I’m not an editor or a proof reader – I really thought you might be doing something very sneaky by bringing in some obscure guy by the name of Trostky who had an answer! Unless Google let me down, I accept it’s our tried and true Leon! 😀

    Victoria, you are some kinda wonky creative and I am in awe!

    Like

  4. I’ll admit it. I don’t understand it. But isn’t that the point? Maybe I do understand. I’m confused… Interesting post, nonetheless…

    Like

  5. brenda w says:

    I love the surreal prompt in the middle of the piece. Fantastic writing.

    Like

  6. kez says:

    great pics and your words to this kind of reflect surrealism really well ….thank you

    Like

  7. Victoria, you have blown me away with this poem: essence of surrealism yet gently mocking. I’ve read it three times now, finding something new each time. The prompt had left me cold, but when I see what you have done with it, I might have to think again! Clever girl.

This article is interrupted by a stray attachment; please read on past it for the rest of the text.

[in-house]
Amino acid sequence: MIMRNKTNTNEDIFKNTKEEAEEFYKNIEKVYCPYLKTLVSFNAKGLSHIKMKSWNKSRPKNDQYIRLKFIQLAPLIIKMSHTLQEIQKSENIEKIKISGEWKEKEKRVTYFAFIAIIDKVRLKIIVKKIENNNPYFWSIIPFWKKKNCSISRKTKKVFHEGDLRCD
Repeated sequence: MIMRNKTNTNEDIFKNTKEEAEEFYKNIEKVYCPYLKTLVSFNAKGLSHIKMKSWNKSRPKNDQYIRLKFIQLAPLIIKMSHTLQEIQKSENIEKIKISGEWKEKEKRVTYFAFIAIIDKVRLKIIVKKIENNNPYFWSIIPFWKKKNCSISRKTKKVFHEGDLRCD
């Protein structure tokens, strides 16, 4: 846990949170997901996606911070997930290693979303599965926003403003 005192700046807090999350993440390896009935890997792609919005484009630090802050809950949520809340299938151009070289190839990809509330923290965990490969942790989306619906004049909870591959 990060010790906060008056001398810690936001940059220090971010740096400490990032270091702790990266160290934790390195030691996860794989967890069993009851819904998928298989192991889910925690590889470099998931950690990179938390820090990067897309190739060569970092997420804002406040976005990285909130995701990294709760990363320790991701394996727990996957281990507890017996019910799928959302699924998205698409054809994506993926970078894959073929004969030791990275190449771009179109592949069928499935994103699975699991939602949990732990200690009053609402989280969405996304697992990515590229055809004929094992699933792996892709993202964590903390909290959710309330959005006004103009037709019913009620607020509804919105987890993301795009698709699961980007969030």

Like

  8. These are all clever, smart, and charming.

    Like

  9. hedgewitch says:

    I think the most out of kilter thing that throws this off the edge into that style, is that it rhymes. It’s like the smooth white classical statue parts thrust into the disjointed colors and images of the paintings. It is a total non-sequitur, along with the total anarchic anti-establishment message–a rather unexpected and random*appearing* rhyme scheme is a very nice reinforcing touch here–as to the rest, I echo my predecessors.

    Like

  10. crazy and beautiful Victoria..

    Someone is Special

    Like

  11. You are such an interesting poet, Victoria. I’ve been enjoying getting to know your work 🙂

    Like

  12. I agree with Brian and Tom, sorry I couldn’t get here earlier to enjoy this. I love it! We were involved in our own real life surrealist experience with the inlaws.

    Like

  13. Peggy Goetz says: